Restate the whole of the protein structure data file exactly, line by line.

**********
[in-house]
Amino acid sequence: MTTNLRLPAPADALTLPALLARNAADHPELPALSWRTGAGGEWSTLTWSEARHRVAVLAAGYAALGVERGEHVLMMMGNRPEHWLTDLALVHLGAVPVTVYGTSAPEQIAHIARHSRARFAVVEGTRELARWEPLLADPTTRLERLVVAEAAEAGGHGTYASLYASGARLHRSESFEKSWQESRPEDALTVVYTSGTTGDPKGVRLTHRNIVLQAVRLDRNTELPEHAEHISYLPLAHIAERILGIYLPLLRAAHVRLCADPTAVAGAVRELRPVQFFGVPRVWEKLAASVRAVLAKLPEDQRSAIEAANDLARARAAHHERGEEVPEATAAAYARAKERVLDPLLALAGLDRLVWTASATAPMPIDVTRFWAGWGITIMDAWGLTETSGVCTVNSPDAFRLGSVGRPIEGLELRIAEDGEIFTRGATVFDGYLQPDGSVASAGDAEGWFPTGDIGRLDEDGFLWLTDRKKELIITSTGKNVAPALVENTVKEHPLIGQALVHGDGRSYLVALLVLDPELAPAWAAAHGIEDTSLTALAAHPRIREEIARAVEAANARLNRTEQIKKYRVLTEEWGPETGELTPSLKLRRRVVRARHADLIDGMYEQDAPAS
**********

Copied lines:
[in-house]
Amino acid sequence: MTTNLRLPAPADALTLPALLARNAADHPELPALSWRTGAGGEWSTLTWSEARHRVAVLAAGYAALGVERGEHVLMMMGNRPEHWLTDLALVHLGAVPVTVYGTSAPEQIAHIARHSRARFAVVEGTRELARWEPLLADPTTRLERLVVAEAAEAGGHGTYASLYASGARLHRSESFEKSWQESRPEDALTVVYTSGTTGDPKGVRLTHRNIVLQAVRLDRNTELPEHAEHISYLPLAHIAERILGIYLPLLRAAHVRLCADPTAVAGAVRELRPVQFFGVPRVWEKLAASVRAVLAKLPEDQRSAIEAANDLARARAAHHERGEEVPEATAAAYARAKERVLDPLLALAGLDRLVWTASATAPMPIDVTRFWAGWGITIMDAWGLTETSGVCTVNSPDAFRLGSVGRPIEGLELRIAEDGEIFTRGATVFDGYLQPDGSVASAGDAEGWFPTGDIGRLDEDGFLWLTDRKKELIITSTGKNVAPALVENTVKEHPLIGQALVHGDGRSYLVALLVLDPELAPAWAAAHGIEDTSLTALAAHPRIREEIARAVEAANARLNRTEQIKKYRVLTEEWGPETGELTPSLKLRRRVVRARHADLIDGMYEQDAPAS